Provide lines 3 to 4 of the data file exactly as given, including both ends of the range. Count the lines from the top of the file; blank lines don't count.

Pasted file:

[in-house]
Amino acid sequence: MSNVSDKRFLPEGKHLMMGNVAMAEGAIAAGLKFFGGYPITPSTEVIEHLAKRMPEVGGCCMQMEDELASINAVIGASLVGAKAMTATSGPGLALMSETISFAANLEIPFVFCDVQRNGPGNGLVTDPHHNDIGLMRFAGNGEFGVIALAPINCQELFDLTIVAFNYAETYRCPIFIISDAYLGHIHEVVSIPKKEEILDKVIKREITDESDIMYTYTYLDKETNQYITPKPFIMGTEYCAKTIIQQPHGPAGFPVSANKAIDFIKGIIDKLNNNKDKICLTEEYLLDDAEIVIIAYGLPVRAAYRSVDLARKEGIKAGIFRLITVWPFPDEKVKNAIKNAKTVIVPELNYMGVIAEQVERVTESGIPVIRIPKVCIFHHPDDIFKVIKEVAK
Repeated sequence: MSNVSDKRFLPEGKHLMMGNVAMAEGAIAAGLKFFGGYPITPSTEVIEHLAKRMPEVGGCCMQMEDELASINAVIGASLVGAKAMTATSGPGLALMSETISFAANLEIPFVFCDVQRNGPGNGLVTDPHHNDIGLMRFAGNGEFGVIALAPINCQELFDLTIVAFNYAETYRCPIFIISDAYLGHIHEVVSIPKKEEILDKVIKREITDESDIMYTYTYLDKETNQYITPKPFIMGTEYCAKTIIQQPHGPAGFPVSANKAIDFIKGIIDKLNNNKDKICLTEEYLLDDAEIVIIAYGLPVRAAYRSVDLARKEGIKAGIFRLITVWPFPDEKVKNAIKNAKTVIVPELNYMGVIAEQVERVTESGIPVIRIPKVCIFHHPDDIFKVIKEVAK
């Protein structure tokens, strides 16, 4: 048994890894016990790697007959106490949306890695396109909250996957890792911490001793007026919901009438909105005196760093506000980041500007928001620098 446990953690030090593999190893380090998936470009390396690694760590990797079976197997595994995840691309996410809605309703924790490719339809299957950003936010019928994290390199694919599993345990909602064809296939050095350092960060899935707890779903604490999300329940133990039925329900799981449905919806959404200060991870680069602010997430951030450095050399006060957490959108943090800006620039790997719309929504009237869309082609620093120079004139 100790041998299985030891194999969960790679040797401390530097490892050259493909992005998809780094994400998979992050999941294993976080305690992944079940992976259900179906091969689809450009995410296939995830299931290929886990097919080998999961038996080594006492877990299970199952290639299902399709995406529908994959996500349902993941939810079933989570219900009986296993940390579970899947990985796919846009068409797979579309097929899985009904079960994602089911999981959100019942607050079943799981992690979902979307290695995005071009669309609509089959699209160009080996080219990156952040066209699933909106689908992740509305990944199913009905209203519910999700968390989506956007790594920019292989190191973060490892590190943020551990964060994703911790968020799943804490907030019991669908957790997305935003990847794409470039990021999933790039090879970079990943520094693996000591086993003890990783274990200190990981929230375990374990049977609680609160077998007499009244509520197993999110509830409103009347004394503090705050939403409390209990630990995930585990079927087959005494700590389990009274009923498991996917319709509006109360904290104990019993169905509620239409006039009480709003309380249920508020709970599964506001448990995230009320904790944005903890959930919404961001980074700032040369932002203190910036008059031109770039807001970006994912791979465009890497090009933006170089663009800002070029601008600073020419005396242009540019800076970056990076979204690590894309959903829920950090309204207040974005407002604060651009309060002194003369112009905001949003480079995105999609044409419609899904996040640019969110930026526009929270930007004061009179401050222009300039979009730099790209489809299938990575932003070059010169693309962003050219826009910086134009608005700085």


Repeated sequence: MSNVSDKRFLPEGKHLMMGNVAMAEGAIAAGLKFFGGYPITPSTEVIEHLAKRMPEVGGCCMQMEDELASINAVIGASLVGAKAMTATSGPGLALMSETISFAANLEIPFVFCDVQRNGPGNGLVTDPHHNDIGLMRFAGNGEFGVIALAPINCQELFDLTIVAFNYAETYRCPIFIISDAYLGHIHEVVSIPKKEEILDKVIKREITDESDIMYTYTYLDKETNQYITPKPFIMGTEYCAKTIIQQPHGPAGFPVSANKAIDFIKGIIDKLNNNKDKICLTEEYLLDDAEIVIIAYGLPVRAAYRSVDLARKEGIKAGIFRLITVWPFPDEKVKNAIKNAKTVIVPELNYMGVIAEQVERVTESGIPVIRIPKVCIFHHPDDIFKVIKEVAK
């Protein structure tokens, strides 16, 4: 048994890894016990790697007959106490949306890695396109909250996957890792911490001793007026919901009438909105005196760093506000980041500007928001620098 446990953690030090593999190893380090998936470009390396690694760590990797079976197997595994995840691309996410809605309703924790490719339809299957950003936010019928994290390199694919599993345990909602064809296939050095350092960060899935707890779903604490999300329940133990039925329900799981449905919806959404200060991870680069602010997430951030450095050399006060957490959108943090800006620039790997719309929504009237869309082609620093120079004139 100790041998299985030891194999969960790679040797401390530097490892050259493909992005998809780094994400998979992050999941294993976080305690992944079940992976259900179906091969689809450009995410296939995830299931290929886990097919080998999961038996080594006492877990299970199952290639299902399709995406529908994959996500349902993941939810079933989570219900009986296993940390579970899947990985796919846009068409797979579309097929899985009904079960994602089911999981959100019942607050079943799981992690979902979307290695995005071009669309609509089959699209160009080996080219990156952040066209699933909106689908992740509305990944199913009905209203519910999700968390989506956007790594920019292989190191973060490892590190943020551990964060994703911790968020799943804490907030019991669908957790997305935003990847794409470039990021999933790039090879970079990943520094693996000591086993003890990783274990200190990981929230375990374990049977609680609160077998007499009244509520197993999110509830409103009347004394503090705050939403409390209990630990995930585990079927087959005494700590389990009274009923498991996917319709509006109360904290104990019993169905509620239409006039009480709003309380249920508020709970599964506001448990995230009320904790944005903890959930919404961001980074700032040369932002203190910036008059031109770039807001970006994912791979465009890497090009933006170089663009800002070029601008600073020419005396242009540019800076970056990076979204690590894309959903829920950090309204207040974005407002604060651009309060002194003369112009905001949003480079995105999609044409419609899904996040640019969110930026526009929270930007004061009179401050222009300039979009730099790209489809299938990575932003070059010169693309962003050219826009910086134009608005700085």